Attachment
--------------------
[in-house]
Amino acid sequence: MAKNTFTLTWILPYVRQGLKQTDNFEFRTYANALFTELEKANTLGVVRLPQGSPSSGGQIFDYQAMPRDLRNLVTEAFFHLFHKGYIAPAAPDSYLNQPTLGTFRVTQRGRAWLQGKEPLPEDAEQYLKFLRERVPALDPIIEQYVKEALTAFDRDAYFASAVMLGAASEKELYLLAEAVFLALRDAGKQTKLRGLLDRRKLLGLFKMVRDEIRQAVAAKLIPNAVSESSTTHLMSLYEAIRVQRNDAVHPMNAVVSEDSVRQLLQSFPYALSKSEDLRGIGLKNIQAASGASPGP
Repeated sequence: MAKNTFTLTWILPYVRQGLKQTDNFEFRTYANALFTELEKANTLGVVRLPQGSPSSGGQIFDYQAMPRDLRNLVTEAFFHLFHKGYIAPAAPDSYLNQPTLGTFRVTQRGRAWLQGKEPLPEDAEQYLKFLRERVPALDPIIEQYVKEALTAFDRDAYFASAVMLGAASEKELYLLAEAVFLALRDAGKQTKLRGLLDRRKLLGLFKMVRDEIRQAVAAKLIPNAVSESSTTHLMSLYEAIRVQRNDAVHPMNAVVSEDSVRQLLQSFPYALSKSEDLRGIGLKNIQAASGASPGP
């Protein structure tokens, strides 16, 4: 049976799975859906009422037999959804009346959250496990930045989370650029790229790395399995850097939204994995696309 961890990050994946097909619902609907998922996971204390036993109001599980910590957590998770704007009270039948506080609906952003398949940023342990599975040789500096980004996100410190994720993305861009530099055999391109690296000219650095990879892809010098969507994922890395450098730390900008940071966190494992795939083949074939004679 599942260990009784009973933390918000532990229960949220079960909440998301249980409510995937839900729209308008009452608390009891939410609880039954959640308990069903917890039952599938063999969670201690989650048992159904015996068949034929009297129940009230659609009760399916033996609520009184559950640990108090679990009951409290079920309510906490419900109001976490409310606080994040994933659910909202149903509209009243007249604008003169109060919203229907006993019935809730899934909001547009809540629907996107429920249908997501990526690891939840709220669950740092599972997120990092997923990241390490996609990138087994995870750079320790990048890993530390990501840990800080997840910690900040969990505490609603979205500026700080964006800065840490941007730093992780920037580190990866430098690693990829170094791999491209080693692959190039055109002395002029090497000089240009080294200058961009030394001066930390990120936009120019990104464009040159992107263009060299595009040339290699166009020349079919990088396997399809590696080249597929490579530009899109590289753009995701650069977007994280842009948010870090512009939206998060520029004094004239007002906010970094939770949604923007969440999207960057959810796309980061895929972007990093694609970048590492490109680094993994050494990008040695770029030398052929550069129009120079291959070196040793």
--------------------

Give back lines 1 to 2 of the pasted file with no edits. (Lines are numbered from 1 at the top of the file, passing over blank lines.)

[in-house]
Amino acid sequence: MAKNTFTLTWILPYVRQGLKQTDNFEFRTYANALFTELEKANTLGVVRLPQGSPSSGGQIFDYQAMPRDLRNLVTEAFFHLFHKGYIAPAAPDSYLNQPTLGTFRVTQRGRAWLQGKEPLPEDAEQYLKFLRERVPALDPIIEQYVKEALTAFDRDAYFASAVMLGAASEKELYLLAEAVFLALRDAGKQTKLRGLLDRRKLLGLFKMVRDEIRQAVAAKLIPNAVSESSTTHLMSLYEAIRVQRNDAVHPMNAVVSEDSVRQLLQSFPYALSKSEDLRGIGLKNIQAASGASPGP